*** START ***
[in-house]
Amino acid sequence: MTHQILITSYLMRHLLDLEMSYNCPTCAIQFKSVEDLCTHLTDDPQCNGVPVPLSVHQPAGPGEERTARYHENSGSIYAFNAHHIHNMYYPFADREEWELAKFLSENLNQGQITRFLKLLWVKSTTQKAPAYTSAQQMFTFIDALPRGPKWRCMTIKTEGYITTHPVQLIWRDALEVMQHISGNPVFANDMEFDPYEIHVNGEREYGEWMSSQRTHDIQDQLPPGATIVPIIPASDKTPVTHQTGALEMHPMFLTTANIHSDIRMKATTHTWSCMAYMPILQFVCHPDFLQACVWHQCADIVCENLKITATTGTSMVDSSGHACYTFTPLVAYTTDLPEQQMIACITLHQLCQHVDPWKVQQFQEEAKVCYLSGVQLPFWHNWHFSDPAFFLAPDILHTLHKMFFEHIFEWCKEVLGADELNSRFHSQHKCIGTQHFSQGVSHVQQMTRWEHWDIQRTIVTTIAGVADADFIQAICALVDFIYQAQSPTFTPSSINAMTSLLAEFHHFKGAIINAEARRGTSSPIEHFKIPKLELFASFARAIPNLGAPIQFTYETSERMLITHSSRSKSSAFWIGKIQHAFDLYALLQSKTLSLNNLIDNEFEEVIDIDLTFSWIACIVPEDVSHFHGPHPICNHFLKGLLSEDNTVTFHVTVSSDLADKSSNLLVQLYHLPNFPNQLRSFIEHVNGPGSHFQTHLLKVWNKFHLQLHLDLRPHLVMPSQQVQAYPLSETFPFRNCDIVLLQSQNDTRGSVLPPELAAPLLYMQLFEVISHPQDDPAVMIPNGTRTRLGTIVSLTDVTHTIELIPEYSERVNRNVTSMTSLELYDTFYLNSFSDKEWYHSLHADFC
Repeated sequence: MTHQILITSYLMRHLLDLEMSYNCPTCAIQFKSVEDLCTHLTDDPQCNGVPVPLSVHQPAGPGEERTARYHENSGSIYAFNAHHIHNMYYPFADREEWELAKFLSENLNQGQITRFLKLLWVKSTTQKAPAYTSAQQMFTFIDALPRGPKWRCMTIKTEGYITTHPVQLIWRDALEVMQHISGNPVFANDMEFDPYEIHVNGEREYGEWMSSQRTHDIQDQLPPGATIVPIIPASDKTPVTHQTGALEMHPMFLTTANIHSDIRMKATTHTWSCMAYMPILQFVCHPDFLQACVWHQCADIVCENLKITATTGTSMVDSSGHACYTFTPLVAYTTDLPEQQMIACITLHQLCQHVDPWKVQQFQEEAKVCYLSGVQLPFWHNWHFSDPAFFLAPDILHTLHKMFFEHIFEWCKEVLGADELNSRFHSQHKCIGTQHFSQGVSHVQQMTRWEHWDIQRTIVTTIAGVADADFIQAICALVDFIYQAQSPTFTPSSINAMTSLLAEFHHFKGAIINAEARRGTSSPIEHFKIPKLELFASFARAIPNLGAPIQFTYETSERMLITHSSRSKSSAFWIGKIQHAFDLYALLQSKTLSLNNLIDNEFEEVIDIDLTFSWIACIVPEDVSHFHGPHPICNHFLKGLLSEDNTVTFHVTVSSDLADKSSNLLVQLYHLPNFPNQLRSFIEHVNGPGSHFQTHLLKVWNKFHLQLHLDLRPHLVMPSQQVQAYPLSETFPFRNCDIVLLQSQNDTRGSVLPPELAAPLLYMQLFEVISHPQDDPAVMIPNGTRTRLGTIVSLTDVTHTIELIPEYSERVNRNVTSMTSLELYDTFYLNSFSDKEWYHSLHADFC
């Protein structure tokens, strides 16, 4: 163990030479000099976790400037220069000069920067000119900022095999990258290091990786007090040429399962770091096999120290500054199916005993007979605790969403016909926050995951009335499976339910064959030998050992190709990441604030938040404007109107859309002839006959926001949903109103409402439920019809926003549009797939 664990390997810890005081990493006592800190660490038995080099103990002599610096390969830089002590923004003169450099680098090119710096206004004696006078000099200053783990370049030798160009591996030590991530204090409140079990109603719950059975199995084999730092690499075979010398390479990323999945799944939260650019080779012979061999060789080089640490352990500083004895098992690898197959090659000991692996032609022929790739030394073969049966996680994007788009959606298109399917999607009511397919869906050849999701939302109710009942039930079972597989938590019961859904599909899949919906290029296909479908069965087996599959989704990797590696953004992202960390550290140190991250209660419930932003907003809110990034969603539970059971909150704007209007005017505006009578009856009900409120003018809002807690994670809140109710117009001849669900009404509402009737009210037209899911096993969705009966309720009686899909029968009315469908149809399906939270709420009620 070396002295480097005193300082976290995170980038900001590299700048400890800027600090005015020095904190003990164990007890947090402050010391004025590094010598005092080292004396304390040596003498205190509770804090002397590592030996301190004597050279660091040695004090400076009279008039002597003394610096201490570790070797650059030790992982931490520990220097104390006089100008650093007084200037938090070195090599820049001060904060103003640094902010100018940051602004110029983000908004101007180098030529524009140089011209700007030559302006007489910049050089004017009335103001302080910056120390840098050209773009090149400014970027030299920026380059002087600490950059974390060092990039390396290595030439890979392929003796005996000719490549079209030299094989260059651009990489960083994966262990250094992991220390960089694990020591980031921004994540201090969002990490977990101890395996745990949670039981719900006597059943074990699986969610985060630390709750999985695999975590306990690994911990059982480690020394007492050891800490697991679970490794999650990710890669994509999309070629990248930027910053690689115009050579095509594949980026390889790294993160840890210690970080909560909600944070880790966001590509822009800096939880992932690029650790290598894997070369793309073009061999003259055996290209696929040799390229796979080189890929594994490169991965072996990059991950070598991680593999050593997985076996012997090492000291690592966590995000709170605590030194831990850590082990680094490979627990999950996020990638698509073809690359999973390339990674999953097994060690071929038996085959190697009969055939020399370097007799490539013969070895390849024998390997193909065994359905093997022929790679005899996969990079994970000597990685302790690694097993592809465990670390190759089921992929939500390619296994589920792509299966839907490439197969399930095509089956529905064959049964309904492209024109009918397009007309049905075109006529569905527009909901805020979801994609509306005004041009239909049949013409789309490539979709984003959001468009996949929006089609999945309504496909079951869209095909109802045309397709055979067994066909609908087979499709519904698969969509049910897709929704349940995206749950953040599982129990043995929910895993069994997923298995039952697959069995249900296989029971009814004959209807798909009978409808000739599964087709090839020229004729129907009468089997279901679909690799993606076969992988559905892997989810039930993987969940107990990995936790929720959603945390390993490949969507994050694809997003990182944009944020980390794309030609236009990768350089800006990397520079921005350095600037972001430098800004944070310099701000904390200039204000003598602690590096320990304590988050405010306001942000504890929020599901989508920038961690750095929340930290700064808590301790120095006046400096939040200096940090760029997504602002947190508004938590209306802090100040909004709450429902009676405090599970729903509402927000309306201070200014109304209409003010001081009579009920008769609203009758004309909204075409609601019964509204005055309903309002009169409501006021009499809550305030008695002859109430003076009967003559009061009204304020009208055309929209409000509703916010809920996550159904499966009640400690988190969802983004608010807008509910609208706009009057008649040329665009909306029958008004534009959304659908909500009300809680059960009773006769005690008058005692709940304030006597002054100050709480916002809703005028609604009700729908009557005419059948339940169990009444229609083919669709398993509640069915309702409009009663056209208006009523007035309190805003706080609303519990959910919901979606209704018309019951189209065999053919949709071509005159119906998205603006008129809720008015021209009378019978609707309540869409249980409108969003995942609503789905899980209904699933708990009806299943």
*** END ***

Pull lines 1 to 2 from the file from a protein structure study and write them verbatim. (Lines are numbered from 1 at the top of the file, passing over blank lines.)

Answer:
[in-house]
Amino acid sequence: MTHQILITSYLMRHLLDLEMSYNCPTCAIQFKSVEDLCTHLTDDPQCNGVPVPLSVHQPAGPGEERTARYHENSGSIYAFNAHHIHNMYYPFADREEWELAKFLSENLNQGQITRFLKLLWVKSTTQKAPAYTSAQQMFTFIDALPRGPKWRCMTIKTEGYITTHPVQLIWRDALEVMQHISGNPVFANDMEFDPYEIHVNGEREYGEWMSSQRTHDIQDQLPPGATIVPIIPASDKTPVTHQTGALEMHPMFLTTANIHSDIRMKATTHTWSCMAYMPILQFVCHPDFLQACVWHQCADIVCENLKITATTGTSMVDSSGHACYTFTPLVAYTTDLPEQQMIACITLHQLCQHVDPWKVQQFQEEAKVCYLSGVQLPFWHNWHFSDPAFFLAPDILHTLHKMFFEHIFEWCKEVLGADELNSRFHSQHKCIGTQHFSQGVSHVQQMTRWEHWDIQRTIVTTIAGVADADFIQAICALVDFIYQAQSPTFTPSSINAMTSLLAEFHHFKGAIINAEARRGTSSPIEHFKIPKLELFASFARAIPNLGAPIQFTYETSERMLITHSSRSKSSAFWIGKIQHAFDLYALLQSKTLSLNNLIDNEFEEVIDIDLTFSWIACIVPEDVSHFHGPHPICNHFLKGLLSEDNTVTFHVTVSSDLADKSSNLLVQLYHLPNFPNQLRSFIEHVNGPGSHFQTHLLKVWNKFHLQLHLDLRPHLVMPSQQVQAYPLSETFPFRNCDIVLLQSQNDTRGSVLPPELAAPLLYMQLFEVISHPQDDPAVMIPNGTRTRLGTIVSLTDVTHTIELIPEYSERVNRNVTSMTSLELYDTFYLNSFSDKEWYHSLHADFC